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Judgment No. 1305

Decision

THE COMPLAINT IS DISMISSED.

Consideration 16

Extract:

"The Registrar's manifold responsibilities, which go far beyond the ambit of Article 7(4) [*] of the Rules of Court, include the general task of maintaining relations between the Tribunal and the parties and the just as important task of ensuring proper compilation of records on cases lodged with the Tribunal. In performing those tasks the Registrar is empowered ex officio to take any action he deems fit to safeguard due process."
*since 1 May 1994, Article 6(2) of the Tribunal's Rules

Reference(s)

ILOAT reference: ARTICLE 6(2) RULES OF COURT

Keywords

procedure before the tribunal; complaint; receivability of the complaint; formal requirements; tribunal; submissions; iloat statute; interpretation

Consideration 17

Extract:

In the light of article 7(4) [*] of the Rules on the procedure for correcting a complaint, the Tribunal holds that "since those who fall within the Tribunal's jurisdiction live far and wide and are free to plead their own case, it is the Registrar's particular duty to see that complaints filed with the Tribunal are correctly presented and to offer a complainant such comment or advice as he thinks proper for the correction of the papers."
*since 1 May 1994, Article 6(2) of the Tribunal's Rules

Reference(s)

ILOAT reference: ARTICLE 7(4) RULES OF COURT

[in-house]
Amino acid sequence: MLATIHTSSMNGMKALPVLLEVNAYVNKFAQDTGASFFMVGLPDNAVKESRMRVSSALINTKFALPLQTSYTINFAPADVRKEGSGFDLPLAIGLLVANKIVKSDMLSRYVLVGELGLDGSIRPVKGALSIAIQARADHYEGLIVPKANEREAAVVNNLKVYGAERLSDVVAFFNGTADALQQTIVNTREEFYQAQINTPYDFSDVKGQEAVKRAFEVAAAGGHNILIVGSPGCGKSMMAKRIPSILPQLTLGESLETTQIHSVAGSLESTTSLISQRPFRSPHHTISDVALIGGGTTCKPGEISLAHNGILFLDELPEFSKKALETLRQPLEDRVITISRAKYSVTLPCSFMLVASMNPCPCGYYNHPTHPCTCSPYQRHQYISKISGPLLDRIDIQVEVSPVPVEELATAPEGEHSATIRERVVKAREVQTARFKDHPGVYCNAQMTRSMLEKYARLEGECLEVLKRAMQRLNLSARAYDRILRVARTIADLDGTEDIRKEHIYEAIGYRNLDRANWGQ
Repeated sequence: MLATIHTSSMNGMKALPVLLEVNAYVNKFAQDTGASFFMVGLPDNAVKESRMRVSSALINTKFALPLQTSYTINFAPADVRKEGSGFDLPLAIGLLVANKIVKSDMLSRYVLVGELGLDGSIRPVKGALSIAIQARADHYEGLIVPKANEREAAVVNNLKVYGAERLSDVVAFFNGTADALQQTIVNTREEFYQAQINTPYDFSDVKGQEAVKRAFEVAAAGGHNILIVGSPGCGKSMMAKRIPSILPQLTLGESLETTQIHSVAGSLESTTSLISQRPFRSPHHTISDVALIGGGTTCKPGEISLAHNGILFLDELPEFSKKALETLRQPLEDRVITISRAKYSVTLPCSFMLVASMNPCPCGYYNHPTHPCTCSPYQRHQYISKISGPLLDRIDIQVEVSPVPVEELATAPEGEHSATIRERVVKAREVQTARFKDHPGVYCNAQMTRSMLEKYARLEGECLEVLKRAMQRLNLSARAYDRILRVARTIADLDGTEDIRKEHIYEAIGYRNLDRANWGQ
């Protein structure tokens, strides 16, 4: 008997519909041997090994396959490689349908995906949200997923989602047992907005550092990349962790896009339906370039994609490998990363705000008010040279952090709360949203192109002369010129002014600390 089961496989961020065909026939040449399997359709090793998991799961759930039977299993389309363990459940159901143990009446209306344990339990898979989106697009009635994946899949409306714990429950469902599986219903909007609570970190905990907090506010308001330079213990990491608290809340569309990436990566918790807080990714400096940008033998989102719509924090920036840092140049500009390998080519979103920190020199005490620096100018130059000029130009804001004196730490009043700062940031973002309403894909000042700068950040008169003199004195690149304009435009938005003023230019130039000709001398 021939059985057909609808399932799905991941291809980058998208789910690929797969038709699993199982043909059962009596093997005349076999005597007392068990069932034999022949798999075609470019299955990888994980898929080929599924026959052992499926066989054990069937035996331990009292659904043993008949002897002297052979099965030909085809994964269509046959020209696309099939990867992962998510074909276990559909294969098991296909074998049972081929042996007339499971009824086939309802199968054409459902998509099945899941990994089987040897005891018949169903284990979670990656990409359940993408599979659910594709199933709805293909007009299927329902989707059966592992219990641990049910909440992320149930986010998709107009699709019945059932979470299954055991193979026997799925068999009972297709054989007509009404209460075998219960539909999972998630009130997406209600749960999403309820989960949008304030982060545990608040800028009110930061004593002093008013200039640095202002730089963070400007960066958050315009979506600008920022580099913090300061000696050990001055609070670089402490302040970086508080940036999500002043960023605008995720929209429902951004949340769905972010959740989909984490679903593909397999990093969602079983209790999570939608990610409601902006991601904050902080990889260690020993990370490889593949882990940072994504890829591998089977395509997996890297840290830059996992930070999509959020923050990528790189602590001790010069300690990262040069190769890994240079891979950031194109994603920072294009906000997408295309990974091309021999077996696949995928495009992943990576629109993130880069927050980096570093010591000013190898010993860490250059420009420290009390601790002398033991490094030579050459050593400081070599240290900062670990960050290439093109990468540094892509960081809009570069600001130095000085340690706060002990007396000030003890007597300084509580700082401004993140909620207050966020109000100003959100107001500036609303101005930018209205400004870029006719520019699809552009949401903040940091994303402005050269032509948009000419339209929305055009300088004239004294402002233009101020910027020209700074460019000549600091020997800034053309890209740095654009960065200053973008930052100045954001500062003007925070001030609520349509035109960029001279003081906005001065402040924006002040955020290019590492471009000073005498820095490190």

Keywords

procedure before the tribunal; complaint; receivability of the complaint; formal requirements; tribunal; correction of complaint; submissions; iloat statute; interpretation

Considerations 18 and 19

Extract:

The complainant is unable to provide any proof of the date on which he says he filed his complaint with the Tribunal. "The Tribunal observes that its Rules of Court are liberal in that for the purpose of reckoning the time limit Article 6(3) [*] takes the date of dispatch and thereby relieves the complainant of liability for any faulty transmittal after dispatch. "That makes it the more important to establish the date of dispatch beyond doubt in each case. [...] The complainant has failed to adduce any evidence of the dispatch of his complaint. [...] Although the Tribunal does not question the sincerity of the complainant [...] it cannot treat [his] assertions as if they were objective evidence: if it did so it would be affording an opportunity for fraudulent evasion of time limits."
*superseded by Article 4(2) of the Tribunal's Rules as in force since 1 May 1994

Keywords

complaint; receivability of the complaint; formal requirements; time limit; time bar; evidence; lack of evidence; iloat statute; date



 
Last updated: 13.11.2017 ^ top